Copyright 2004 By Bob Hibbs
Saturday July 17, 2004 

Postcard 253: The Telephone Girls of 1911

A scrapbook brought to light by Holly Hotchkiss provides a 1911 image of phone operators with 
headsets and chest-mount microphones ready for the switchboard. The period hand-crank phone 
hangs in the author’s home, and a 1910 coal ad shows two phone numbers, highlighted here for emphasis.


By Bob Hibbs


The telephone era began in Iowa City in 1881 when the first “Central” plugged her headset and microphone into a huge box of equipment connections and said “number please.”

Luella DeWolf made that first request seated at a console with dozens of possible connecting lines located in a corner of the Western Union Telegraph office at 110 E. Washington St. managed by Frank Moffitt. The telegraph company continued there until about 1975.

She then inserted a cable connected to the caller into a slot connected to the phone being called. She was the vanguard of literally hundreds of mostly women hired through the years to make the connection for each telephone call.  An accompanying image identifies a few of them as Alta Harman, Nelle Cooney, Bertha DeFord, Bertha Dobson and Edna Arnett.

They even served as the “911” of their era in summoning emergency assistance – 24 hours daily year around.

During a 1918 worldwide flu epidemic, telephone operators called every Iowa City home soliciting blankets for emergency hospitals set up in the Elks Clubhouse then downtown, the Masonic Temple and UI buildings.

The campus was put under marshal law. The epidemic eventually claimed 38 lives in Iowa City, among 6,543 who died in Iowa, more than 500,000 in the U.S. and 20 million worldwide.

Iowa City Telephone Co. began with 35 phones on March 7, 1881, according to a June 1943 article in the State Historical Society’s Palimpsest magazine. The local Republican newspaper reported 1,000 calls made during the first month.

The newspaper reported new phone numbers, including Whetstone drug 70, Iowa City Glass Co. 63 and Shrader drug 64. It advised readers to add numbers to their telephone list.

The first phone on the University of Iowa campus was installed in the president’s office in Old Capitol in 1889, reports Margaret Keyes in her 1988 Old Capitol history. It was another 15 years before the first inside toilets were installed in Old Cap, just a year before additional phones were installed throughout the structure in 1905.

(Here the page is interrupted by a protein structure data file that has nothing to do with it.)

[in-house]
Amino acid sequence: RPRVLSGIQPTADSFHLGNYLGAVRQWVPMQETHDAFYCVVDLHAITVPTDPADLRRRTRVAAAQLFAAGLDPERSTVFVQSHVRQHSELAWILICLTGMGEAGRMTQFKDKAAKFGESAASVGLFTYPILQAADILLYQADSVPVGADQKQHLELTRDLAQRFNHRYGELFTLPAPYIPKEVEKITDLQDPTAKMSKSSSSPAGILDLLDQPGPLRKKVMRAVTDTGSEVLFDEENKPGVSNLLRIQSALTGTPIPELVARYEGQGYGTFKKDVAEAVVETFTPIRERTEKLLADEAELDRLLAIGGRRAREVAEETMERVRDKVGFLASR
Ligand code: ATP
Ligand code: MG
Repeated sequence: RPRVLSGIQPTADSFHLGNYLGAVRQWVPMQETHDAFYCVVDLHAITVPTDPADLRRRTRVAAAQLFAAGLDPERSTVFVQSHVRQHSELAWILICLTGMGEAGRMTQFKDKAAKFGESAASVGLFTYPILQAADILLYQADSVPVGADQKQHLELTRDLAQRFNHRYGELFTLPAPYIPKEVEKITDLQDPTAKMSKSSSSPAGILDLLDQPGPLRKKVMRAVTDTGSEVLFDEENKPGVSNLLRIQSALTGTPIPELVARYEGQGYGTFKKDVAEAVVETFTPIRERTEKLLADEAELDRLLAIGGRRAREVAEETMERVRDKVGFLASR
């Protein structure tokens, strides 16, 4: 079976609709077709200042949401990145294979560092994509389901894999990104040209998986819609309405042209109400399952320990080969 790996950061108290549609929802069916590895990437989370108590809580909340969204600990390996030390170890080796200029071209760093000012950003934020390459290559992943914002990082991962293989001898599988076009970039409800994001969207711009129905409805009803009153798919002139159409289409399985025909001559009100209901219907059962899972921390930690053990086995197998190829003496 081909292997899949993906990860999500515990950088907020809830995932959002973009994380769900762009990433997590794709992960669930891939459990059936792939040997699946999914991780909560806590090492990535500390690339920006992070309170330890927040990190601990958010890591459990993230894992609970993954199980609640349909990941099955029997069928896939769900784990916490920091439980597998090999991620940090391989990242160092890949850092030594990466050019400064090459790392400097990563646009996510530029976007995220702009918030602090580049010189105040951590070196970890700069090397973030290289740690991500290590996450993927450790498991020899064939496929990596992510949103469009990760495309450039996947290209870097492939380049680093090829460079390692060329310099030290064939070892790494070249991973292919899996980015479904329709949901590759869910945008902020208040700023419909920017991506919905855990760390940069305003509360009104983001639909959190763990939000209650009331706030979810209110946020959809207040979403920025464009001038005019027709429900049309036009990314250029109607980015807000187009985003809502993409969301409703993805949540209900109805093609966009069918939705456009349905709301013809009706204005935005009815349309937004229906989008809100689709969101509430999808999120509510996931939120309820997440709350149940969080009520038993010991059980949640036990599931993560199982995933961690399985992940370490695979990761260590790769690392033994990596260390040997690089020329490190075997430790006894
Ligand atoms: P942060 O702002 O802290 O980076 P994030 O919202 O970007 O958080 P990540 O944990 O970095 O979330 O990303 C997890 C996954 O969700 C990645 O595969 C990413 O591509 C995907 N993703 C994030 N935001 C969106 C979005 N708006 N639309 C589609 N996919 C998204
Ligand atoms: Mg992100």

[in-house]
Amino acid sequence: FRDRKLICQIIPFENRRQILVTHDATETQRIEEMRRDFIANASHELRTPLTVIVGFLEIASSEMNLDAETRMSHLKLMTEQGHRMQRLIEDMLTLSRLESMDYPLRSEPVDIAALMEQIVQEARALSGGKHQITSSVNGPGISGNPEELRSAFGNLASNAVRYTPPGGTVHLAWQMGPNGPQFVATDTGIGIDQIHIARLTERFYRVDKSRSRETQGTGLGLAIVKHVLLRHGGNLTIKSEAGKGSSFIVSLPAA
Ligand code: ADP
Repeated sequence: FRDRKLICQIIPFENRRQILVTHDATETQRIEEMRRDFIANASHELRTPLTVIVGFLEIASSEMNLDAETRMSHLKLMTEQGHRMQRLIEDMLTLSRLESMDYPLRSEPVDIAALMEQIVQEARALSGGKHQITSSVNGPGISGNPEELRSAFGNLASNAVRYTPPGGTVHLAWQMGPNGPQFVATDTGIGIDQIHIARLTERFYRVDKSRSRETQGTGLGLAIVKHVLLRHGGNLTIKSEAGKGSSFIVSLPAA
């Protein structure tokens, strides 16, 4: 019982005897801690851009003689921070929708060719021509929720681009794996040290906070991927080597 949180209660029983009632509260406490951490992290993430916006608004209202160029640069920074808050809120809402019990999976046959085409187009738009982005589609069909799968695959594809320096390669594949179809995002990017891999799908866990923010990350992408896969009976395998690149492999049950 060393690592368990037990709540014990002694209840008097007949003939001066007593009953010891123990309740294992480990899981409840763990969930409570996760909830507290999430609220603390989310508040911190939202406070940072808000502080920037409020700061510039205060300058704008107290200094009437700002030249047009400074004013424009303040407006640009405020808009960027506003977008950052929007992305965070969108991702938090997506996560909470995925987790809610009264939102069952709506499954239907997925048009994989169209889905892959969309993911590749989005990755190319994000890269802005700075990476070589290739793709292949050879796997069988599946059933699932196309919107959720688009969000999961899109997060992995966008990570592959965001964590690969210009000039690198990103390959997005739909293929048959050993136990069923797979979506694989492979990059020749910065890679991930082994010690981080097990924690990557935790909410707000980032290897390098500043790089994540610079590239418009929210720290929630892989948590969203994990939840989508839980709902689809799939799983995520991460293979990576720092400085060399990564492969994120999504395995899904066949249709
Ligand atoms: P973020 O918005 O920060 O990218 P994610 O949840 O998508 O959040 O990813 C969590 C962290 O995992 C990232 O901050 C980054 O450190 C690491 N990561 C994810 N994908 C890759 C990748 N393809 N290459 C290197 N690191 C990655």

A second phone company headed by A.T. Averill, with Sam Mercer as vice president, was initiated in 1900 as Johnson County Telephone Co. with separate wires and poles running along the same streets as served the older phone company.

Rates for the new company were $1.50 monthly for a private line, $1 for a party line, and $2.50 for a business phone. The “party line” meant that it served more than one phone, and anyone on the line could – and did – listen in on calls to anyone else on that line.

Advertisers often listed two phone numbers in their advertisements. Iowa City Telephone used two and three digits followed by a letter, as 12J; while Johnson County typically used three numeric digits, as in 247.

The companies were merged in 1910 under the name Iowa City Telephone Co. It had a new building built by paint store owner Byron Stillwell at 227 E. Washington St., which is the second storefront east of where the Englert Theatre would be built two years later. The author recalls a childhood home number as “Green 198.”

The first local long distance system was installed by AT&T in 1898. Absorbed by the huge national Bell Telephone system, local phone operations were moved in 1932 into a tall building at the corner of Burlington and Linn streets, which still houses automated phone equipment.

That move was accompanied by initiation of rotary dial service locally, which eliminated the need for operator assistance on most local calls.

Now, cell phones bring another innovation which moves another step from the personal touch of a pleasant voice asking: “number please.”

Next Saturday: Civil War marked Iowa City and UI.

Bob Hibbs collects local postcards and other historic ephemera and researches history related to them. 

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